Chrysler Is Dallying while Its Customers are Dying
The rear crush zone is no place for a gas tank. Anyone with common sense knows that, but inexplicably, Chrysler mounted the gas tanks in its 1993-2004 Jeep Grand Cherokees, 1993-2001 Jeep Cherokees, and 2002-2007 Jeep Liberties in the rear crush zone anyway–behind the rear axle and in harm’s way. Butler Tobin’s attorneys have written published articles about this defect.
After rising pressure from the press and government, Chrysler (now owned by Fiat) finally agreed to act–but it was too little, too late. Chrysler offered a “recall” in which it would give free trailer hitches to some people driving these dangerous Jeeps, but leave others out in the cold. This so-called “recall” wasn’t enough. And yesterday, the the Wall Street Journal and the National Highway Traffic Safety Administration (“NHTSA”) revealed that Chrysler is delaying the very “recall” that Chrysler proposed.
As people who have followed this story know, Fiat/Chrysler struck this “recall” deal in a secret, closed-door meeting at Chicago O’Hare International Airport on June 10, 2013. (Chrysler didn’t come forward about the meeting; the press had to uncover it.) Yesterday, NHTSA issued a Special Order to Fiat/Chrysler revealing that it does not plan to actually start the recall until August 1, 2014. That is incredible.
- Occupants of these dangerous Jeeps have been dying in post-collision fires since the 1990s,
- Chrysler did nothing to warn or help them until press and government pressure forced action in 2013,
- then all Chrysler did was strike a backroom deal to give some of these at-risk people free trailer hitches,
- now Chrysler wants to delay providing the hitches for over a year after the backroom deal that it struck, and
- in the meantime people are dying in these Jeeps.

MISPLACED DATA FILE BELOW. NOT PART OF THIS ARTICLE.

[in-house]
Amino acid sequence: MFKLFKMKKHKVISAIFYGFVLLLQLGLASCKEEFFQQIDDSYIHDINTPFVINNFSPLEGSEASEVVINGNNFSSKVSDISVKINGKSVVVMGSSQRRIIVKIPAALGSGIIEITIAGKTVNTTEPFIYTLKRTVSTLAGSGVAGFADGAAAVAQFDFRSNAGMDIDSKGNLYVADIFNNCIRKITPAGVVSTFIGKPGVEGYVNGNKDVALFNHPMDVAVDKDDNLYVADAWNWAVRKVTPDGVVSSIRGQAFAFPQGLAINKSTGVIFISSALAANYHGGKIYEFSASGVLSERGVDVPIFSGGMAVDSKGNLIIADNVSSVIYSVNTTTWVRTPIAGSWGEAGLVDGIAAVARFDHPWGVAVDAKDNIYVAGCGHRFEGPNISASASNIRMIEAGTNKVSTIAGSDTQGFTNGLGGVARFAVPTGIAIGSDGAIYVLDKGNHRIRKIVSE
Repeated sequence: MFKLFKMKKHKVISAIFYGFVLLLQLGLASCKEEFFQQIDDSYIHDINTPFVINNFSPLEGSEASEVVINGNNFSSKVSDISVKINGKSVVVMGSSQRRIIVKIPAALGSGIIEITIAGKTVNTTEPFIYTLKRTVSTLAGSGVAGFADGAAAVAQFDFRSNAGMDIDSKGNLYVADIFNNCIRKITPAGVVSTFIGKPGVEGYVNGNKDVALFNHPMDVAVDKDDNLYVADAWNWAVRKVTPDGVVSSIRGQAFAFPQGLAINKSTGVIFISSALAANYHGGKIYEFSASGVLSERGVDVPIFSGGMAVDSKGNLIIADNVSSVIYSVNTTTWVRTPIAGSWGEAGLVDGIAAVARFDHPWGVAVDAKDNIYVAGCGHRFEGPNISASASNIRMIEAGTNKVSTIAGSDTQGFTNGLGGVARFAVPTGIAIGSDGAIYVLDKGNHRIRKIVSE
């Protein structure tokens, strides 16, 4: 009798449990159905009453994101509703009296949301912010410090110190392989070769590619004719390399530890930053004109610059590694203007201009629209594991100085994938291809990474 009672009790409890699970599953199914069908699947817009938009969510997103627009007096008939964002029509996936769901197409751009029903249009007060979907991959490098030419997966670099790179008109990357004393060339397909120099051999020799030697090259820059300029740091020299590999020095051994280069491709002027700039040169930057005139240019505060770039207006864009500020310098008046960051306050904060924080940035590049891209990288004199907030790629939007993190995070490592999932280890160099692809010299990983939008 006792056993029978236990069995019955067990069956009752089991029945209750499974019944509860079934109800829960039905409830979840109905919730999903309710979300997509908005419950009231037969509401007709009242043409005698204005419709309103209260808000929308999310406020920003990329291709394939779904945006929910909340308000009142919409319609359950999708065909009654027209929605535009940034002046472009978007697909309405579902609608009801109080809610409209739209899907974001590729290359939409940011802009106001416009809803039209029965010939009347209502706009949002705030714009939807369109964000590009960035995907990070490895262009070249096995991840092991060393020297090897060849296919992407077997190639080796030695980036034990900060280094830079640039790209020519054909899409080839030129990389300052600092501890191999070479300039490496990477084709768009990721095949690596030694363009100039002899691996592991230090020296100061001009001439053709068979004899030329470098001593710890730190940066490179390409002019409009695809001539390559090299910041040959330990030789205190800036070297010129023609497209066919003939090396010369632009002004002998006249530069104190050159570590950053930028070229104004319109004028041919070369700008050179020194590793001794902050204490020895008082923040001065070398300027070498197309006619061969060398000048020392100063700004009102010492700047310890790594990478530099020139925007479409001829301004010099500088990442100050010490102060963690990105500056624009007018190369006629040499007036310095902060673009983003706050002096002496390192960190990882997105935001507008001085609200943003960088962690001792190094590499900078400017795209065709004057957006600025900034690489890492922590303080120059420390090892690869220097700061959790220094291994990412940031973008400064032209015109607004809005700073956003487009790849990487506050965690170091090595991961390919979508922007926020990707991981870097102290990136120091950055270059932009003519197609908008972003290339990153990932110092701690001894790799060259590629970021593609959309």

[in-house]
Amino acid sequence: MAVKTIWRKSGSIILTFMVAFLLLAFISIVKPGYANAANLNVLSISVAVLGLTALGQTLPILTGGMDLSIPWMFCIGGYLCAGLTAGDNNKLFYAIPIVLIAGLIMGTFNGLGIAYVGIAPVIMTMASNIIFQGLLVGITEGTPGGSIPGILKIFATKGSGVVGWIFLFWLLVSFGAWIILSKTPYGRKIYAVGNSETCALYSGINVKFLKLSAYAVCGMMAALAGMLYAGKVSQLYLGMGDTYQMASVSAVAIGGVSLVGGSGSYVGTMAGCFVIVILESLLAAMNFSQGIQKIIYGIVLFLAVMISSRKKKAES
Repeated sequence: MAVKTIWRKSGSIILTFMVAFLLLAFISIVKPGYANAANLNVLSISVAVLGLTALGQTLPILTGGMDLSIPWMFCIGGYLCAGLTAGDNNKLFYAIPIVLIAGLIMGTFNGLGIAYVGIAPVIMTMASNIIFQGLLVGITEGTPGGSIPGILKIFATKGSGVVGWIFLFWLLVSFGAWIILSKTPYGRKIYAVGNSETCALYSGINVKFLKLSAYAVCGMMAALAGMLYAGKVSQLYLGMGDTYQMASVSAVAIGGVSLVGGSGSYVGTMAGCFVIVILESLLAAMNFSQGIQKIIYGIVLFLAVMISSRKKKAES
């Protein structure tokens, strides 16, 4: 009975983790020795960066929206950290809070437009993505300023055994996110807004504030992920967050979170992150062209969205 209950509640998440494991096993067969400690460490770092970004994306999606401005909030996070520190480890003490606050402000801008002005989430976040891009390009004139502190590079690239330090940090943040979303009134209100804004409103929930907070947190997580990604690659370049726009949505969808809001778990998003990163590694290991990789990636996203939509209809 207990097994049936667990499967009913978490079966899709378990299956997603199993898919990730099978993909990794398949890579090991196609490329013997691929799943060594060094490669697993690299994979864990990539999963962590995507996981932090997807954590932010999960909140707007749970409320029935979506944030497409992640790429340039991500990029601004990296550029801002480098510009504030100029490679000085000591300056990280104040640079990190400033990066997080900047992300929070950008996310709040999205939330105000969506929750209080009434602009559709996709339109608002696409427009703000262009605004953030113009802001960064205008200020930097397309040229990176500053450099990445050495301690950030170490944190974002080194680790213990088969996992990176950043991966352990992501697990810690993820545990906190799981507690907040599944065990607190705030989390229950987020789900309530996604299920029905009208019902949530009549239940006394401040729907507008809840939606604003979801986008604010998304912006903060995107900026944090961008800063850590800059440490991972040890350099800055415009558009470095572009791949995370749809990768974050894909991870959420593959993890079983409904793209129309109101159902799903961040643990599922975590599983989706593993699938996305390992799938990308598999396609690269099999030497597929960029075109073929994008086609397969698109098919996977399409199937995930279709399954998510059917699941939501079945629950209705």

Never has it been clearer that Fiat/Chrysler puts profit over safety. As the Center for Auto Safety said, “[p]eople are dying and Chrysler is stalling.”
Today, the Wall Street Journal ran a story that casts light on these inexcusable delays. Butler Tobin salutes the Wall Street Journal for drawing much-needed attention to this issue. The Journal quoted Jeb Butler about the dangers that these Jeeps create and a Jeep case that the firm is litigating (along with Butler, Wooten, Cheeley & Peak). The Journal’s article said:
Jeb Butler, an Atlanta-based attorney representing the family of a 4-year-old boy killed in a Jeep fire, said the company’s proposed fix would have done nothing to save the life of his clients’ son.
On March 6, 2012, the boy was in the rear seat of a 1999 Jeep Grand Cherokee, when the car was struck from behind. The fuel tank ruptured, engulfing the back of the car in flames, according to the 2012 complaint.
“The trailer hitch just can’t fix it,” Mr. Butler said. “The flaw is just too big.”
The Grand Cherokee the boy was riding in isn’t subject to the recall, despite an original request from NHTSA that it be included.
Butler Tobin will continue to fight this issue.